A controversial student painting portraying police and protesters as animals will be removed from the U.S. Capitol walls next week, a lawmaker who pushed for its removal said Friday.
Rep. Dave Reichert (R-Wash.) said in a statement that he had been informed by House Speaker Paul D. Ryan’s office that Capitol officials had deemed the painting in violation of House rules and that it would be removed Tuesday, a day after the Martin Luther King Jr. holiday.
Reichert, a former county sheriff, asked Ryan earlier this week to have the painting removed, citing rules against “depicting subjects of contemporary political controversy or a sensationalistic or gruesome nature” on the Capitol premises.
The painting was hung in June in a tunnel between the Capitol and House office buildings alongside more than 400 other works that had won a national student art contest. The artist, Missouri teen David Pulphus, was inspired by the 2014 civil unrest in Ferguson, Mo., near his home, depicting a horned beast similar to a wild boar in a police uniform in the foreground tangling with a protester rendered as a wolf. In the background, protesters hold signs including one that says, “Racism kills.”
Law enforcement groups and conservative media outlets said Pulphus depicted cops as pigs and said his painting was disrespectful to police. On three occasions since last Friday, House Republican lawmakers personally removed the painting and delivered it to the office of Rep. William Lacy Clay Jr. (D-Mo.), in whose district Pulphus lives.
Clay, who did not have a role in choosing the painting to hang in the Capitol, defended Pulphus’s right to free expression when he gathered reporters to rehang the painting Tuesday, and said the lawmakers who took the painting down themselves ought to be subject to theft charges.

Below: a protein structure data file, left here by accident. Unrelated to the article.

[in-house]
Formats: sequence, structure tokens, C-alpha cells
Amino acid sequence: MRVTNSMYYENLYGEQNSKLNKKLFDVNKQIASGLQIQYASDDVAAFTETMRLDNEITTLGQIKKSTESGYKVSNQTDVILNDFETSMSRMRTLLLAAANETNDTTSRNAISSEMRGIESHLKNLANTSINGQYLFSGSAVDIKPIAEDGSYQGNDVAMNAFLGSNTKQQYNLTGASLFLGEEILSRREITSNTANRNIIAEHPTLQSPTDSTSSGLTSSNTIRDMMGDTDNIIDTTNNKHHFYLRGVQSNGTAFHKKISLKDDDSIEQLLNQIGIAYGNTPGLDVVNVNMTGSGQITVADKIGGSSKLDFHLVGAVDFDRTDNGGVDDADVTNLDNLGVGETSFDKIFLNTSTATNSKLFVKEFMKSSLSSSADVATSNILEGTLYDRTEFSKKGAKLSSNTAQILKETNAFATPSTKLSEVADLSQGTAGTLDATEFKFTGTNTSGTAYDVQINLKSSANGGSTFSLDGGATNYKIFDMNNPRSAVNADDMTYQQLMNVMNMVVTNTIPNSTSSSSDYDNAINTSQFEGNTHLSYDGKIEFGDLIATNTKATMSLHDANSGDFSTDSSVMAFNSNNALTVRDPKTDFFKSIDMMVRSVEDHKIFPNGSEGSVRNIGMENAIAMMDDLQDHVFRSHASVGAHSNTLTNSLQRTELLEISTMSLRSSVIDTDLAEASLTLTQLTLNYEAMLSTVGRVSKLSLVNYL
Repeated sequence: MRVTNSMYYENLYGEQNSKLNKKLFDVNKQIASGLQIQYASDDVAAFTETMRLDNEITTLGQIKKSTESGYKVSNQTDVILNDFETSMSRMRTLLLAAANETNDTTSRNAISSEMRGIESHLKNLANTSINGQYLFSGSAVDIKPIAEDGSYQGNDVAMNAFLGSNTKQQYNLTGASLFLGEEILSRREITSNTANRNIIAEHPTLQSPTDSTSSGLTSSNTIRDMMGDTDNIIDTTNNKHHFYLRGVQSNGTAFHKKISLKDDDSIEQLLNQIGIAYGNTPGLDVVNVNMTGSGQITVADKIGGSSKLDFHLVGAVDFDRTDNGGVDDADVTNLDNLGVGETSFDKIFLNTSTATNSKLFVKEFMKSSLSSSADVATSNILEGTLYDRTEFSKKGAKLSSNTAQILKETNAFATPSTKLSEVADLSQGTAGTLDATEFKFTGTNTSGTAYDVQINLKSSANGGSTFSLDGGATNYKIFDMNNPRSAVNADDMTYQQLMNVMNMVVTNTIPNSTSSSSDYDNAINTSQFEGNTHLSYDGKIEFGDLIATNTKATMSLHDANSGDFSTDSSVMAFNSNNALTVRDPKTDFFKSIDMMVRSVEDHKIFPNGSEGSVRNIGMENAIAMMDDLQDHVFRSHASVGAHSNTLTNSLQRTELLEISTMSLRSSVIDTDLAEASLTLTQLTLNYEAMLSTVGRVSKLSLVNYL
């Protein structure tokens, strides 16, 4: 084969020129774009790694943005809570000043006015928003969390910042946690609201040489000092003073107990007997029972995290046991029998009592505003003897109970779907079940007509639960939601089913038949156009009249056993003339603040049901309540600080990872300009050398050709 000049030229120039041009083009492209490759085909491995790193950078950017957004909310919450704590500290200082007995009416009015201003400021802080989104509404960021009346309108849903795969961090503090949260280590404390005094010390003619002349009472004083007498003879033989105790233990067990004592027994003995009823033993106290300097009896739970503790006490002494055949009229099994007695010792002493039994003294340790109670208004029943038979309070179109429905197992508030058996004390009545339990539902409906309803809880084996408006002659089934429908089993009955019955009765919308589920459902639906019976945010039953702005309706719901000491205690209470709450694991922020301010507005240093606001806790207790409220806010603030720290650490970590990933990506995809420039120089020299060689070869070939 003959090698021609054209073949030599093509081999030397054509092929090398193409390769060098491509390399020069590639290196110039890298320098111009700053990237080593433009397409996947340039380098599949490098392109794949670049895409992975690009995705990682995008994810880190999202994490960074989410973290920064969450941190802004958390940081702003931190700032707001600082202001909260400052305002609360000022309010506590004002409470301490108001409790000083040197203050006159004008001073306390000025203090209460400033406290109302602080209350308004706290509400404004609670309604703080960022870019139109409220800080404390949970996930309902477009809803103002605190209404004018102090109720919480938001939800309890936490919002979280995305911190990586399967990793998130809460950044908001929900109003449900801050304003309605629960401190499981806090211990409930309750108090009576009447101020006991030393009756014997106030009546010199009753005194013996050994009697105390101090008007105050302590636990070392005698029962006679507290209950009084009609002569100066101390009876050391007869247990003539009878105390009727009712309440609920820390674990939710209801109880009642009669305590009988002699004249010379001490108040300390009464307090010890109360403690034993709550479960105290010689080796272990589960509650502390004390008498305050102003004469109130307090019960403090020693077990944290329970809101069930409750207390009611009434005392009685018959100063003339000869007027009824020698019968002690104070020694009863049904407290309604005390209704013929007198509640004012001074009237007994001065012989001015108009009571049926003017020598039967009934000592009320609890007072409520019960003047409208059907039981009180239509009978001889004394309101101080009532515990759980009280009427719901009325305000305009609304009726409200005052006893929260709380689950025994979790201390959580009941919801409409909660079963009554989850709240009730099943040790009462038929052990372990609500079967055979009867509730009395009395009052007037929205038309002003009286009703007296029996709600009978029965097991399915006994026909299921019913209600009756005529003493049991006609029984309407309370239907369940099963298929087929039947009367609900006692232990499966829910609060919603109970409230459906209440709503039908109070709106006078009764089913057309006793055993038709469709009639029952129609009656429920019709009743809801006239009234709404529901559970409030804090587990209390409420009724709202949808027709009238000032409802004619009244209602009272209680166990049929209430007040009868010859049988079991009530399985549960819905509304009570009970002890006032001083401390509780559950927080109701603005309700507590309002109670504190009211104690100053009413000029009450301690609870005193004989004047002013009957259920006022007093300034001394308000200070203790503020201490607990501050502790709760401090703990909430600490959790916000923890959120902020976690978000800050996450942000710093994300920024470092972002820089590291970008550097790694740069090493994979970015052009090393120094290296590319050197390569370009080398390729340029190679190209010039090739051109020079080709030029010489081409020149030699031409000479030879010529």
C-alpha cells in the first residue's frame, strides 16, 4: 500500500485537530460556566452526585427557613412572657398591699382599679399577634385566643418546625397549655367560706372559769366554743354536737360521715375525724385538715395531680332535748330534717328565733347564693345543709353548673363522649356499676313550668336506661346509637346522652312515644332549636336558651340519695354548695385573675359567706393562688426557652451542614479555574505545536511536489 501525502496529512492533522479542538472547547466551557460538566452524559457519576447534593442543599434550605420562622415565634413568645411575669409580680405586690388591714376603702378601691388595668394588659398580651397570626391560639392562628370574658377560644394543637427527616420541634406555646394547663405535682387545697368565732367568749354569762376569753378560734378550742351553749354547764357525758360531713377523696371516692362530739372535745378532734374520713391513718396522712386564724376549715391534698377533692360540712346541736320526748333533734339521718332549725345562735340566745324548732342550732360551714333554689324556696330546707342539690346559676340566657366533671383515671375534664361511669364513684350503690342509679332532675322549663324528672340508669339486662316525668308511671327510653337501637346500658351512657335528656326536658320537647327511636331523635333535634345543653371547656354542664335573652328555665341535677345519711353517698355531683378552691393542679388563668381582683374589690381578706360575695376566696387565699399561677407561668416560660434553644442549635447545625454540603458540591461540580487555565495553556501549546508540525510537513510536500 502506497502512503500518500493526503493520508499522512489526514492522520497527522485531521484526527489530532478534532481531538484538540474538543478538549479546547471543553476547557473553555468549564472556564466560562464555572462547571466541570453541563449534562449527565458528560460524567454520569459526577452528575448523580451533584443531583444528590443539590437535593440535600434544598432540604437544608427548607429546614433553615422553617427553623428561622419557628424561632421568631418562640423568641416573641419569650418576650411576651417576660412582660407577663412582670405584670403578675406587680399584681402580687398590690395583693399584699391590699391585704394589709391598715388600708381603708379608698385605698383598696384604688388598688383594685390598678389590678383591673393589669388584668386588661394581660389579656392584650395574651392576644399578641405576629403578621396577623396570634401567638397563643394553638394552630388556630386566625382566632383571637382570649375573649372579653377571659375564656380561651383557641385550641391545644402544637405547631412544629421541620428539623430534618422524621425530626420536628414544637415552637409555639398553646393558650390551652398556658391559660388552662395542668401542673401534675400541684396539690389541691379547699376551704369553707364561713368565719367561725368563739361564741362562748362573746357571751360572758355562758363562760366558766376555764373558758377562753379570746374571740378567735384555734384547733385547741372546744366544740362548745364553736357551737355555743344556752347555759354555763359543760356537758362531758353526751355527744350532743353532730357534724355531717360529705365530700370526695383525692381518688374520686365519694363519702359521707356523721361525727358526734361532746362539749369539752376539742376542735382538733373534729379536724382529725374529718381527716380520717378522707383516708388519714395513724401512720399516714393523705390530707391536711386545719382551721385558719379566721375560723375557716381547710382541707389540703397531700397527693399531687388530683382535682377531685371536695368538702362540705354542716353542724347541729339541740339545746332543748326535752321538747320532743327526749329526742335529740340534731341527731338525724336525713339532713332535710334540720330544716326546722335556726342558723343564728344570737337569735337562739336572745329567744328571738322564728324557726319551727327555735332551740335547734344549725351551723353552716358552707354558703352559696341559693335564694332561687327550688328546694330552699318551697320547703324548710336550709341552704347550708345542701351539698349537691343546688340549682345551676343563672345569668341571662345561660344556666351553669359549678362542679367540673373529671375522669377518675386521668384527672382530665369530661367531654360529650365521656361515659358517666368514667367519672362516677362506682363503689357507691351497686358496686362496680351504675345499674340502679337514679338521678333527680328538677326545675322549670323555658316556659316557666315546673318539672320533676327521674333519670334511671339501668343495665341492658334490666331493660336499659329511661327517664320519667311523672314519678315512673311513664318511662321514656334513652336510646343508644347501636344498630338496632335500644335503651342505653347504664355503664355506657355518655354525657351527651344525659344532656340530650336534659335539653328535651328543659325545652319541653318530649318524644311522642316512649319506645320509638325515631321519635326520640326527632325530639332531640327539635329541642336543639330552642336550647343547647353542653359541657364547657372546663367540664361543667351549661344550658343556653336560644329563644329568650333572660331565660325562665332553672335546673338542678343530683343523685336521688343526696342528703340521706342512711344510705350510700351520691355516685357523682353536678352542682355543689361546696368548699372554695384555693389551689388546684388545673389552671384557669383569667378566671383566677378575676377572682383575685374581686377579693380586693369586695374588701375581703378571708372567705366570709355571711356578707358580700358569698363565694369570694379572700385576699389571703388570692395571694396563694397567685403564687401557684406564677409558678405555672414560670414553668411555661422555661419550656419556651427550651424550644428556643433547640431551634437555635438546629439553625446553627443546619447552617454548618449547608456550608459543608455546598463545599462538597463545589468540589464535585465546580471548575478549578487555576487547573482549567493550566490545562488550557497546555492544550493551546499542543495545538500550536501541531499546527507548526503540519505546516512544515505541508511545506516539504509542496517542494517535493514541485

Reichert, who did not take matters into his own hands, cited the rules of the yearly Congressional Art Competition in asking the Architect of the Capitol this week to remove the painting. They stipulate that “exhibits depicting subjects of contemporary political controversy or a sensationalistic or gruesome nature are not allowed.”
Clay said Tuesday that Pulphus’s painting followed those rules: “The African American community has had a painful, tortured history with law enforcement in this country,” he said. “That’s not contemporary, that’s historic.”
A spokesman said Clay was not available to comment Friday. A spokeswoman for Ryan did not immediately return a request for comment, nor did a spokeswoman for the Architect of the Capitol.
Ryan (R-Wis.) said in a radio interview Thursday that the painting was “disgusting” and “not befitting the Capitol.”
“It’s not as if you have a constitutional right to hang whatever painting you want in the House hallway,” he said.
Reichert struck a similar note in a statement Friday: “The Congressional Art Competition is an opportunity to celebrate the creativity of students in every corner of our country — and visitors from around the world see their talents on display when they walk through the halls of our Capitol. However, with any competition there are rules, and these rules exist for a reason. This painting hung in clear defiance to those rules and was a slap in the face to the countless men and women who put their lives on the line everyday on behalf of our safety and freedom.”